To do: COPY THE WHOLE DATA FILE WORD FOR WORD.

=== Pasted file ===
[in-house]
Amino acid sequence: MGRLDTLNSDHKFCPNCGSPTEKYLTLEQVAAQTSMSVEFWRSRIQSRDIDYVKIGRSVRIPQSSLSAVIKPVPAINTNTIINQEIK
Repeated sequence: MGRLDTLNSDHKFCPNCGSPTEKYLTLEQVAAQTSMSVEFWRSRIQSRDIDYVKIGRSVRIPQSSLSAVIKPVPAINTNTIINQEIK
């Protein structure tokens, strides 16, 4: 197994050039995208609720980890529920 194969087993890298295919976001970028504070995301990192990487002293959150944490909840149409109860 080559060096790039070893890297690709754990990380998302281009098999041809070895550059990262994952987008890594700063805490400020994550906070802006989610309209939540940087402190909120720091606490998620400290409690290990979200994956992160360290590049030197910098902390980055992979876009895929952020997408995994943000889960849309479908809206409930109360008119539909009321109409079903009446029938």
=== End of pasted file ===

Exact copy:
[in-house]
Amino acid sequence: MGRLDTLNSDHKFCPNCGSPTEKYLTLEQVAAQTSMSVEFWRSRIQSRDIDYVKIGRSVRIPQSSLSAVIKPVPAINTNTIINQEIK
Repeated sequence: MGRLDTLNSDHKFCPNCGSPTEKYLTLEQVAAQTSMSVEFWRSRIQSRDIDYVKIGRSVRIPQSSLSAVIKPVPAINTNTIINQEIK
């Protein structure tokens, strides 16, 4: 197994050039995208609720980890529920 194969087993890298295919976001970028504070995301990192990487002293959150944490909840149409109860 080559060096790039070893890297690709754990990380998302281009098999041809070895550059990262994952987008890594700063805490400020994550906070802006989610309209939540940087402190909120720091606490998620400290409690290990979200994956992160360290590049030197910098902390980055992979876009895929952020997408995994943000889960849309479908809206409930109360008119539909009321109409079903009446029938």